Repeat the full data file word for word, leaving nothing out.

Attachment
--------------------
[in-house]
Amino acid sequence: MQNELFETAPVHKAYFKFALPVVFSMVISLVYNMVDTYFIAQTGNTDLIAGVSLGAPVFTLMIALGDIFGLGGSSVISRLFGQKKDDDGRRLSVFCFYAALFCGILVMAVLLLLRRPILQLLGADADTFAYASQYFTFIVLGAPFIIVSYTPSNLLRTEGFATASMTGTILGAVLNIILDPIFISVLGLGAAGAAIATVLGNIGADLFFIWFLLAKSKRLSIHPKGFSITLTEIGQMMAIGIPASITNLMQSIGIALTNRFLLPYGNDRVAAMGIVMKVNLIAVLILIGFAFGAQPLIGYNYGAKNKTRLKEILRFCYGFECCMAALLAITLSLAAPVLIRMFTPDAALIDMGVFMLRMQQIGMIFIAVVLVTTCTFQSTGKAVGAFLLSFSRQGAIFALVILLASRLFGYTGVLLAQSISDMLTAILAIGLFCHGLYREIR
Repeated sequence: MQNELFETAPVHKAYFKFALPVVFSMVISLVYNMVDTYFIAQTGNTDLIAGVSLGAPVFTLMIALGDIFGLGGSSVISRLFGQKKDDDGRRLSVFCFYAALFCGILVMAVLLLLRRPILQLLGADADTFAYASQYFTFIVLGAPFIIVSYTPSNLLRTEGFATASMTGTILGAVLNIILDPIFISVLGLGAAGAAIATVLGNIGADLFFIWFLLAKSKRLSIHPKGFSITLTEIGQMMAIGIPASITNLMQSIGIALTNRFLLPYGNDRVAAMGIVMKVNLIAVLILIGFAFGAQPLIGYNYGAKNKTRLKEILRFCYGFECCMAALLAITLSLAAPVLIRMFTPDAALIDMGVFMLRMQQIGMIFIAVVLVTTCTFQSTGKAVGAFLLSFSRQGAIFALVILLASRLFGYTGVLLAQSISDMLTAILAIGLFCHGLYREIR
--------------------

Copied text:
[in-house]
Amino acid sequence: MQNELFETAPVHKAYFKFALPVVFSMVISLVYNMVDTYFIAQTGNTDLIAGVSLGAPVFTLMIALGDIFGLGGSSVISRLFGQKKDDDGRRLSVFCFYAALFCGILVMAVLLLLRRPILQLLGADADTFAYASQYFTFIVLGAPFIIVSYTPSNLLRTEGFATASMTGTILGAVLNIILDPIFISVLGLGAAGAAIATVLGNIGADLFFIWFLLAKSKRLSIHPKGFSITLTEIGQMMAIGIPASITNLMQSIGIALTNRFLLPYGNDRVAAMGIVMKVNLIAVLILIGFAFGAQPLIGYNYGAKNKTRLKEILRFCYGFECCMAALLAITLSLAAPVLIRMFTPDAALIDMGVFMLRMQQIGMIFIAVVLVTTCTFQSTGKAVGAFLLSFSRQGAIFALVILLASRLFGYTGVLLAQSISDMLTAILAIGLFCHGLYREIR
Repeated sequence: MQNELFETAPVHKAYFKFALPVVFSMVISLVYNMVDTYFIAQTGNTDLIAGVSLGAPVFTLMIALGDIFGLGGSSVISRLFGQKKDDDGRRLSVFCFYAALFCGILVMAVLLLLRRPILQLLGADADTFAYASQYFTFIVLGAPFIIVSYTPSNLLRTEGFATASMTGTILGAVLNIILDPIFISVLGLGAAGAAIATVLGNIGADLFFIWFLLAKSKRLSIHPKGFSITLTEIGQMMAIGIPASITNLMQSIGIALTNRFLLPYGNDRVAAMGIVMKVNLIAVLILIGFAFGAQPLIGYNYGAKNKTRLKEILRFCYGFECCMAALLAITLSLAAPVLIRMFTPDAALIDMGVFMLRMQQIGMIFIAVVLVTTCTFQSTGKAVGAFLLSFSRQGAIFALVILLASRLFGYTGVLLAQSISDMLTAILAIGLFCHGLYREIR